Using geospatial technology and Earth observations to monitor and forecast drought in Vietnam and address agricultural productivity impacts

Source(s): United States Agency for International Development (USAID)

This map generated from SERVIR-Mekong’s Regional Drought and Crop Yield Information System shows dry spell areas throughout Vietnam during the drought of 2015.

This map generated from SERVIR-Mekong’s Regional Drought and Crop Yield Information System shows dry spell areas throughout Vietnam during the drought of 2015.

This post was written by Farrukh Chishtie, PhD, Science and Data Lead, SERVIR-Mekong, Asian Disaster Preparedness Center

Droughts are slow-onset disasters that trigger significant environmental impacts, including loss in agricultural productivity across the globe. The Lower Mekong region is no exception. Recently, Vietnam has been contending with droughts and resulting damages, especially in 2015 when it suffered heavy losses, especially in rice crop yields.

To better understand and plan for future droughts in the region, SERVIR-Mekong approached the Vietnam Academy for Water Resources (VAWR) to develop a drought monitoring service. Following several rounds of consultations incorporating SERVIR’s service planning approach, a wide range of stakeholders - including farmers and local government officials - provided feedback identifying the Ninh Thuan and Bin Thin provinces as the most promising pilot sites for testing the Regional Drought and Crop Yield Information Service (RDCYIS). This service provides comprehensive drought monitoring and forecasting models, plus crop yield information, to assist local governments and the agricultural sector with seasonal drought forecasting and in implementing short- and long-term mitigation measures during and in advance of droughts. 

The RDCYIS approach involves leveraging satellite-based Earth observations in a coupled hydrological and crop yield model called the Regional Hydrological Extreme Assessment System (RHEAS). This model produces testable results that can be used as a decision support tool by a diverse set of stakeholders, ranging from policy makers to farmers. Also important is that RHEAS uses freely available data and the software is open source, which is a key driver for the sustainability and co-development of this technology in Vietnam.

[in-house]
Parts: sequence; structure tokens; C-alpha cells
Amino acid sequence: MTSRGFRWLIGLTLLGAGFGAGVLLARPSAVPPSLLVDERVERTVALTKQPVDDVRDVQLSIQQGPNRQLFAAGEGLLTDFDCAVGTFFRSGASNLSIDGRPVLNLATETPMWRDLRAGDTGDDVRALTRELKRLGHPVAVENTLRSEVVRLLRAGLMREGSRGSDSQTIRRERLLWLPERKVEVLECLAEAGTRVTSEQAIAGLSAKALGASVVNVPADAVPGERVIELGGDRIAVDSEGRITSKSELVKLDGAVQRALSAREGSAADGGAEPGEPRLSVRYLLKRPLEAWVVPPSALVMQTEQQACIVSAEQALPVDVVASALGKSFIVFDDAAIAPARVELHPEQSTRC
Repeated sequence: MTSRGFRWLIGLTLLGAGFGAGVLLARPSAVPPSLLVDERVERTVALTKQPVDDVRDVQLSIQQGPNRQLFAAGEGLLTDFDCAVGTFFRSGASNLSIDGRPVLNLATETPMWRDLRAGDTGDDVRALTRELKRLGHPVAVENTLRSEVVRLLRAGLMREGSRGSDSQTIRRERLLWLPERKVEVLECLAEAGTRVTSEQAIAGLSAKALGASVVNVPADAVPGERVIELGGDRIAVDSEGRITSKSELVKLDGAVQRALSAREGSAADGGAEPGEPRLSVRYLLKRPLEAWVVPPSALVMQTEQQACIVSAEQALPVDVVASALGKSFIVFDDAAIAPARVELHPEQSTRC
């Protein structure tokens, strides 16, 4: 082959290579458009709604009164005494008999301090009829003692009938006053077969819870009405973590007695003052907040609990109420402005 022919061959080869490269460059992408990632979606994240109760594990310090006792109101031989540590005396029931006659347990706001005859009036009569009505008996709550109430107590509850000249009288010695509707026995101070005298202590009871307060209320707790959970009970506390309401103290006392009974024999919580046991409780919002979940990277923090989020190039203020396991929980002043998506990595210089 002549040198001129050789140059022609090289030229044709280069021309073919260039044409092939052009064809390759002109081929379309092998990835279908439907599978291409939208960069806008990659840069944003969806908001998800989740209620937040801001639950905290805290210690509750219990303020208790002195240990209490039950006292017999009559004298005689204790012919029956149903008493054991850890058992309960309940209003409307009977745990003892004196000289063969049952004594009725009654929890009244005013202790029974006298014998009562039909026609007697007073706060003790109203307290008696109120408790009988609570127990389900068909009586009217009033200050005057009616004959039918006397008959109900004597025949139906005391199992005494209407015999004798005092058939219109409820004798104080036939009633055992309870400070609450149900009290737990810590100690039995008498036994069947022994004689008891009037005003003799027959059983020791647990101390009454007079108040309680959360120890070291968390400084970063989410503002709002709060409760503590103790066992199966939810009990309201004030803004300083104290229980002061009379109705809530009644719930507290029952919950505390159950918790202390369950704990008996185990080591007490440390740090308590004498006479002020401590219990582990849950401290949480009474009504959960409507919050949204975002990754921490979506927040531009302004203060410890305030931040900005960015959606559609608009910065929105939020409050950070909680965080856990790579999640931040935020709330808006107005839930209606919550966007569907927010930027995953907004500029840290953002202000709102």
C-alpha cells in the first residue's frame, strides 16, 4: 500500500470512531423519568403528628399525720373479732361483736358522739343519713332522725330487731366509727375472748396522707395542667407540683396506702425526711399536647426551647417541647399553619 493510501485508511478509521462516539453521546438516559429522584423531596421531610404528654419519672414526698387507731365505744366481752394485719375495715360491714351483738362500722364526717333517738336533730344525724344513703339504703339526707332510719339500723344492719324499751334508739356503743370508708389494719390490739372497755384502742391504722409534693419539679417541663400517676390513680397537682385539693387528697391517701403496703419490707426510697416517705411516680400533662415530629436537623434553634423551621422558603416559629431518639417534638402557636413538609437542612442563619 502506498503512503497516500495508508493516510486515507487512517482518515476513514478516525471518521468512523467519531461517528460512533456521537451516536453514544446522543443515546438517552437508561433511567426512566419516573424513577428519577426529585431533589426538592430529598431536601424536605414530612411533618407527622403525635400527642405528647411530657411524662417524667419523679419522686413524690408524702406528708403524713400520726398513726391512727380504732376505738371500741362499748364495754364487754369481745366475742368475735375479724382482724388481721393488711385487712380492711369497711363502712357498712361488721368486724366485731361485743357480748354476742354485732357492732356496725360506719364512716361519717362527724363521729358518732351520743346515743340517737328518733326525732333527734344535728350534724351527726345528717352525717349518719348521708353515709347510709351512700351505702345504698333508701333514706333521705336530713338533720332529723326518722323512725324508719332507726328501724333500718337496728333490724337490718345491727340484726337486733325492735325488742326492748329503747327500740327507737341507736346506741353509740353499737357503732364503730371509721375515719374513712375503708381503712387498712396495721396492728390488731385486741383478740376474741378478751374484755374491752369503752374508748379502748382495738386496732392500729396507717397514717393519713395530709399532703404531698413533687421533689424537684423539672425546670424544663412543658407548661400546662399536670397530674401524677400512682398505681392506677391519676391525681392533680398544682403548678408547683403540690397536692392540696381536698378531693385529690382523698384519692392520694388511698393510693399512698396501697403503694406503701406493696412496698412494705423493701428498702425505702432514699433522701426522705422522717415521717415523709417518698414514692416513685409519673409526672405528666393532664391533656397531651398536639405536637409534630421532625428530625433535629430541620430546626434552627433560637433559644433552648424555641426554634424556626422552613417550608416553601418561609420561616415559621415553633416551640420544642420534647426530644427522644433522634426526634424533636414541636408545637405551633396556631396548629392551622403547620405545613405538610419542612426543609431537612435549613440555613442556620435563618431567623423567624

By comparing satellite data with available on-the-ground crop reports, the RHEAS model has undergone a calibration and validation process, helping to build consensus on current crop conditions. In addition, the successful co-development of this model has led the Academy to now feature results in their monthly drought bulletins. Based on these successes, the Academy has officially agreed to pursue the next stage of development on testing and using rice crop yield outputs in collaboration with SERVIR-Mekong. This recent development demonstrates the strength of this relationship and paves the way for continuing efforts to meet user needs in a sustainable manner. For example, during recent stakeholder consultations with farmers, SERVIR-Mekong and its consortium partner the Stockholm Environment Institute (SEI) identified various gaps - including social and gender inequities - with affected stakeholders. Based on these findings, tailored capacity building efforts are being planned for the effective use of information provided by the RDCYIS service.

SERVIR-Mekong, hosted at the Asian Disaster Preparedness Center, is a joint initiative between USAID and NASA, which uses publicly available satellite imagery and technologies to support governments and other stakeholders in the Lower Mekong to address development issues related to disaster impact, food security, and environmental changes.

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